We’ve had little new business success where we didn’t have internal contacts

I attended a presentation from new business leaders at their respective agencies on new business success, and there was an interesting dichotomy between the individuals on stage and in the audience.

The five on stage all worked at agencies that were part of major holding companies.  The audience, conversely, as shown by a show of hands in response to a moderator question, were predominantly composed of small-to-mid-sized agencies.

The leaders on stage were all driven, smart individuals (they would have to be) but at one point, one of them answered a question on how new business came in and the answer (paraphrased by me) was,

We’ve had little new business success where we didn’t have internal contacts.

I single this out, not as a knock in any way, but to illustrate what the majority of you reading are probably thinking, the new business strategy for small-to-mid-sized agencies is very different.

(And I realize that’s not entirely true for small-to-mid-sized agencies, two examples being a referral network or an individual/past client who leaves one company and brings your firm on at their new company.)

The fact is though, the individuals on that stage probably aren’t prospecting.

They don’t have to pick up the phone.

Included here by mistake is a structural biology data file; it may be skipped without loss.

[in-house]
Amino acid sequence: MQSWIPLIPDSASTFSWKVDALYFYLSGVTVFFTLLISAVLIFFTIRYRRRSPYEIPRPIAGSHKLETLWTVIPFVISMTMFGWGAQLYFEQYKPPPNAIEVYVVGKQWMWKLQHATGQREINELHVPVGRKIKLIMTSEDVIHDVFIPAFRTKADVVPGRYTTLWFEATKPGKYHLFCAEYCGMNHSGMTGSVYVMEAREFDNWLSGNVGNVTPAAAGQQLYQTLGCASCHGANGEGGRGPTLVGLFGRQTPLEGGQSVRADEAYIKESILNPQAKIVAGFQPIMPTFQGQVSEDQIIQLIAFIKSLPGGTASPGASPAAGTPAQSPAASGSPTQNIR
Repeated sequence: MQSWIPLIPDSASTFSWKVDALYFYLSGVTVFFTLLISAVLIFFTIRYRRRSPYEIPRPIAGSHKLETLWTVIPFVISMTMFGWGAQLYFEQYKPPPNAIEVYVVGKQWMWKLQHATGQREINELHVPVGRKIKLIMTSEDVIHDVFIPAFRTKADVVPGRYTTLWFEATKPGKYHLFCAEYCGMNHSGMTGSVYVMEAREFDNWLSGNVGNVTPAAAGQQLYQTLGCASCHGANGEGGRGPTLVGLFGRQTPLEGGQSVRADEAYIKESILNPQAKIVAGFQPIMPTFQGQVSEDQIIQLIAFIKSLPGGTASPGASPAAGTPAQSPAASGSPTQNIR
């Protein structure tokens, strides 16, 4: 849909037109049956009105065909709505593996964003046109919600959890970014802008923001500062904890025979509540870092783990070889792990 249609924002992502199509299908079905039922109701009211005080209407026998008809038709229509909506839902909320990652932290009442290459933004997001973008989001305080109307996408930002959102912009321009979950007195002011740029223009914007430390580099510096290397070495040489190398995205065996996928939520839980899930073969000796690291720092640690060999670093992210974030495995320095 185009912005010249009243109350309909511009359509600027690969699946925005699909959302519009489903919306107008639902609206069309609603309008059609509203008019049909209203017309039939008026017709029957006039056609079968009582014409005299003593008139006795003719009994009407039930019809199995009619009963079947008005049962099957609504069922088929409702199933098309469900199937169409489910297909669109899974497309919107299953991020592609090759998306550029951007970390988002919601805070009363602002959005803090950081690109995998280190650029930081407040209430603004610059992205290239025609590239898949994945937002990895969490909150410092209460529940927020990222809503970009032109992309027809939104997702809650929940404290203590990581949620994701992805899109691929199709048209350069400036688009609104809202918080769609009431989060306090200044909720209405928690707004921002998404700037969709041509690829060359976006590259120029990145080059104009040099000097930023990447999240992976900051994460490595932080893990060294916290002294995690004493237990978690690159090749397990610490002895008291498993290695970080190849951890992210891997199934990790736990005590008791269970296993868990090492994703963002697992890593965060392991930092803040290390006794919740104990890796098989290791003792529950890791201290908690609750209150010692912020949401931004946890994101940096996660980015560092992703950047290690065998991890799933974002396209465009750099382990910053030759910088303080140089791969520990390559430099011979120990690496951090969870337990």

And they have teams of 8 to 20 people (!) handling new business in some capacity.

Not a newsflash:

You do have to pick up the phone and you don’t have a team of 20 people.

It’s a different new business world.

We’ve had little new business success where we didn’t have internal contacts

And I see three factors contribute up front to a lack of new business success:

  1. Agencies transition an individual from account management to handle new business, and those individuals typically don’t have the internal motor to truly drive new business. They typically have the farmer mentality. That’s not inherently bad, but it doesn’t bode well for new business success.
  2. Principals try to do it themselves, and they actually “get” new business, but there’s simply not enough time in the day-too many fires to put out.
  3. Principals, or someone in charge of new business, make the time and have the motor, but they don’t know how to put together a structured new business plan.

In the coming weeks, it’s the third factor I want to focus on in a series of posts, and ultimately videos.

I want to look at the hardest part of prospecting: top of the funnel activity, breaking through and getting in the door.

I’ll get tactical and provide steps and/or concrete suggestions you can apply.

So stay tuned, and in the meantime, keep after it.

I'm the VP of Sales at RSW/US. We specialize in working with services firms to help drive and close new business-if you need help with that, email me at lee@rswus.com. What I actually do: drive sales efforts to bring ad agencies and services firms on board with RSW, create content around successful new business tactics and help drive RSW/US marketing objectives, including social media channels, blog content, webinars, video and speaking engagements. Dig it.